Only had one out for about 1/2 hour on calm waters though, but the way it leaned and was so steady I’m sure it would be fine in rougher stuff.

'bou might be my boat if I hadn’t gone QCC. My QCC Q700XL is the only thing I’ve paddled in similar size rnge that felt as secure as the Caribou. Q700 is 3/4" narrower, only 2" longer, and considerably faster. Also has slightly lower deck height.

Both are very well made.

QCC has a fantastic 30 day return policy (any reason) at their expense. You could get one (custom made), and if not “all that” return and get the Caribou (or other CD). Can’t do that with anyone else I’m aware of.

CD Kayaks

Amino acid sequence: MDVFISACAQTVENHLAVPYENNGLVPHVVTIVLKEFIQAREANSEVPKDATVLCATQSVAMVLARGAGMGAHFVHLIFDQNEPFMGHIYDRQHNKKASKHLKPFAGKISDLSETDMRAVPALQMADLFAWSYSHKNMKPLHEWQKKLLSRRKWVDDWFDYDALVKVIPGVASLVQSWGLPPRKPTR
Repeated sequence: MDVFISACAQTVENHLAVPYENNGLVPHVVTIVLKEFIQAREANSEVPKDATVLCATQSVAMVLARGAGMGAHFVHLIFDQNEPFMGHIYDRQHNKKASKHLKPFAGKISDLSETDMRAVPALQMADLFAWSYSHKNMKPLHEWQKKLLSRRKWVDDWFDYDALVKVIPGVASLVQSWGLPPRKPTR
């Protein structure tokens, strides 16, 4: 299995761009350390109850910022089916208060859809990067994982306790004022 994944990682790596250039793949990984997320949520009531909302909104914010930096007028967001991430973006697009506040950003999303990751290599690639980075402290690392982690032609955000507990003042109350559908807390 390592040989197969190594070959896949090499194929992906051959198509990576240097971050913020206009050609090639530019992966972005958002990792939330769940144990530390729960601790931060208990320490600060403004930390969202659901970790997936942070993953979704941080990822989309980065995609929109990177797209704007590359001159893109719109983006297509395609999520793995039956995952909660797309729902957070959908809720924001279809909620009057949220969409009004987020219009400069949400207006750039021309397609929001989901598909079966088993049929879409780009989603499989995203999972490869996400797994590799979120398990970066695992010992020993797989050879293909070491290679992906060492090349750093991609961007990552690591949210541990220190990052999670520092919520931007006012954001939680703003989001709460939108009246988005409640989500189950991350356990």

I’ve paddled the Solstice and the Caribou. the Caribou I LOVED! The Solstice? Well…not for me. Felt pretty slugish and unresponsive. The Andromeda would be interesting too I think although it is likely on the tippier side as are many of the Hutchinson Designs. Likely a nice boat though.

Try a Caribou, it is really nice!

Cheers…Joe O’

Big Difference b/t Solstice & GTS
The Solstice and the Solstice GTS are different boats.

GTS is very fast.

agressive water play, big waves??
are you sure you’re looking for a “sea kayak”?

You might be snug in the Caribou but I’d pick it over the other two. The Solstice is oriented towards comfort but it’s not exactly the best design for conflicted waves as the relatively high primary stability and thin ends make for abrupt changes in support, on the other hand the bow of the caribou will bury a bit in waves.

I suppose the Andromeda would be the “best” in waves but it’s not a quick boat and on flat water its hull shape isn’t optimum.

Isn’t 205 lbs pushing it for the GTS?